Jump to content



Featured Articles

Check out the latest featured articles.

File Library

Check out the latest downloads available in the File Library.

New Article

Product Viscosity vs. Shear

Featured File

Vertical Tank Selection

New Blog Entry

Low Flow in Pipes- posted in Ankur's blog

2

How Different Is An Fcv From A Pcv


3 replies to this topic
Share this topic:
| More

#1 datjohn

datjohn

    Junior Member

  • Members
  • 11 posts

Posted 13 January 2021 - 10:08 AM

Just seeking clarification, 

 

Please, how different is an FCV (Flow Control Valve) from a PCV (Pressure Control Valve) on a liquid service.

 

I mean, an FCV regulates fluid flow rate by adjusting the flow obstacle (i.e. valve orifice). But can this be achieved without the fluid pressure being affected?

Most certainly not! Any restriction to flow, contributes to pressure loss.

So, does this make an FCV also perform the work of a PCV as well? 

 

Also, can a PCV adjust pressure without affecting the flow rate of the fluid?

 

Basically, how different are these two valves? Because it seems that the controlling parameters in both valve is the same i.e, flow and pressure at the same time though nomenclature separates them (FCV, PCV).

 

 

I need expert clarification.

Thanks.

 



#2 IGC

IGC

    Veteran Member

  • Members
  • 47 posts

Posted 13 January 2021 - 11:03 AM   Best Answer

What about a temperature control valve ;)

 

You could have the same valve body but the function be different depending on what the input is.  You could re-use a valve from flow control service and put it into pressure control service for instance, it would be up to an engineer to decide if the opening% vs flow coefficient is applicable or not.  

 

For a control loop you need an input (sensor), a controller (to compare between input and process set point), a response (output from controller) and a control element (valve adjustment).

 

A flow control valve would take information from a flow transmitter and the controller would open or close the valve in order to move the flowrate towards the required setpoint.  The pressure will adjust accordingly as the valve position has changed.

A pressure control valve is the opposite.  It looks to move the pressure to the required setpoint and the flow will adjust due to the increase/decreased opening of the valve.



#3 datjohn

datjohn

    Junior Member

  • Members
  • 11 posts

Posted 14 January 2021 - 05:06 AM

What about a temperature control valve ;)

 

You could have the same valve body but the function be different depending on what the input is.  You could re-use a valve from flow control service and put it into pressure control service for instance, it would be up to an engineer to decide if the opening% vs flow coefficient is applicable or not.  

 

For a control loop you need an input (sensor), a controller (to compare between input and process set point), a response (output from controller) and a control element (valve adjustment).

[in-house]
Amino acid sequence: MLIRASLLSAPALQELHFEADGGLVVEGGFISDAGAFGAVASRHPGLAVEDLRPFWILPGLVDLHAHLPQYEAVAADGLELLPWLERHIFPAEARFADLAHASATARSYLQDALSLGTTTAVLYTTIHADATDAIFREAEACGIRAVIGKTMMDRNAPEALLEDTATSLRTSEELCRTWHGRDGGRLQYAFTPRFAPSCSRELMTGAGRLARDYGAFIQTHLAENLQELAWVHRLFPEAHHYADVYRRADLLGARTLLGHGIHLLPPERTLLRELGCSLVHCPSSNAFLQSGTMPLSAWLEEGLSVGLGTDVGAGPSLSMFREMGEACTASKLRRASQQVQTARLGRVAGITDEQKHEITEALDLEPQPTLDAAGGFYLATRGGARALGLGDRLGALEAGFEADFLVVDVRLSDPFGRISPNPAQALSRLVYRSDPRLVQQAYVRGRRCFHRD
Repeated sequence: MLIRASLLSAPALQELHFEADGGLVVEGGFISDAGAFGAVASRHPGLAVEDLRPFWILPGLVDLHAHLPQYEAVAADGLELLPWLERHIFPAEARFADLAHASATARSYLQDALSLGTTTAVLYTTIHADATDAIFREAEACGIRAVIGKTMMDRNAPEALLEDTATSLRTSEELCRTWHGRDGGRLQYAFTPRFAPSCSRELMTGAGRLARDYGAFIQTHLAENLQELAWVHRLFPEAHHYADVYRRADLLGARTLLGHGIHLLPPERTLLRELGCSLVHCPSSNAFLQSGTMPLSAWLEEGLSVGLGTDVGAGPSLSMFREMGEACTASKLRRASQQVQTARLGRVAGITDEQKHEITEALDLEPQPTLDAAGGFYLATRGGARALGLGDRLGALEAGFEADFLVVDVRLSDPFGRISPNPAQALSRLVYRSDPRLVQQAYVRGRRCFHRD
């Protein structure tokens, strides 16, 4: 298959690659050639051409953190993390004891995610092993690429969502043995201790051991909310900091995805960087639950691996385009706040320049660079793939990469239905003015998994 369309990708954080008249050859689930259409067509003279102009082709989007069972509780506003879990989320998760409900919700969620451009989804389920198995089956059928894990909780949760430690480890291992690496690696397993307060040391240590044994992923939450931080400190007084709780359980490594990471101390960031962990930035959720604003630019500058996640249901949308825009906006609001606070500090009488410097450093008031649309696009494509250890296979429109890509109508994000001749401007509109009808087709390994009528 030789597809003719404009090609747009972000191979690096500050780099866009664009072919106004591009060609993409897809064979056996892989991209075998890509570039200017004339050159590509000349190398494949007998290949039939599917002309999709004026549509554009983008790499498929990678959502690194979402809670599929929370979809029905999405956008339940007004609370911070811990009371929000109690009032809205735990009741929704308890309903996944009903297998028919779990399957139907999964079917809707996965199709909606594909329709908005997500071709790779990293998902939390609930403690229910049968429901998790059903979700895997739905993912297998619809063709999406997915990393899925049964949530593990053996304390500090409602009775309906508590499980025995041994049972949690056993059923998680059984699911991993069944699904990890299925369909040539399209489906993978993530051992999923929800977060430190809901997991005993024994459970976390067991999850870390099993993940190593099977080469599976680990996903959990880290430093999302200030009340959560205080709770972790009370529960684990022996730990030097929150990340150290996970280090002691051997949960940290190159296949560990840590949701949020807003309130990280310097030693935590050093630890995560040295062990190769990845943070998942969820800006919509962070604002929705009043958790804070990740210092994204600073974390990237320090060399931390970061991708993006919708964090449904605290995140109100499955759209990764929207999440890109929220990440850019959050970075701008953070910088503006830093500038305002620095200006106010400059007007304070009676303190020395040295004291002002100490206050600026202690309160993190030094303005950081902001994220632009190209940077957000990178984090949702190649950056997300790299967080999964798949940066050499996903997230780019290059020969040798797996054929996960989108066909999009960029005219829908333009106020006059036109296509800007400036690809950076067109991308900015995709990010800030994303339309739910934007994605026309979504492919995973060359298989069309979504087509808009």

A flow control valve would take information from a flow transmitter and the controller would open or close the valve in order to move the flowrate towards the required setpoint.  The pressure will adjust accordingly as the valve position has changed.

A pressure control valve is the opposite.  It looks to move the pressure to the required setpoint and the flow will adjust due to the increase/decreased opening of the valve.

 

What I make out of this:

 

1. Control valves (FCV, PCV, TCV, LCV, etc) are not practically different by mode of valve operation (The valves are all same in construction).

 

2. The functional difference between say an FCV from a PCV comes from the loop in which the valve is in (A random control valve in a pressure loop becomes a PCV, and it could as well be a TCV if it's in a temperature loop).

 

3. The control valve ITSELF does not specifically alter the control variable alone. Other variables are indirectly affected in consequence (eg, an FCV maneuvers Flowrate directly by impacting restriction along the flow path while Pressure is indirectly affected due to pressure drop as a result of the restriction).

 

4. In the case of a TCV or an LCV, the control variable (T or L) is not directly adjusted at the valve point. Rather, its the consequence of meddling with flowrate/pressure at the valve point that affects the control variable at a different point.

 

 

Many thanks for the clarification.


Edited by datjohn, 14 January 2021 - 06:00 AM.


#4 IGC

IGC

    Veteran Member

  • Members
  • 47 posts

Posted 14 January 2021 - 10:17 AM

https://www.spiraxsa...rature-controls

 

The examples on there for both temperature and pressure will help to explain it further. 

 

The self-acting valve is a small control loop - you still have an input (sensor), a controller (adjustment knob), response (via capillary tube) and control element (spring loaded actuator).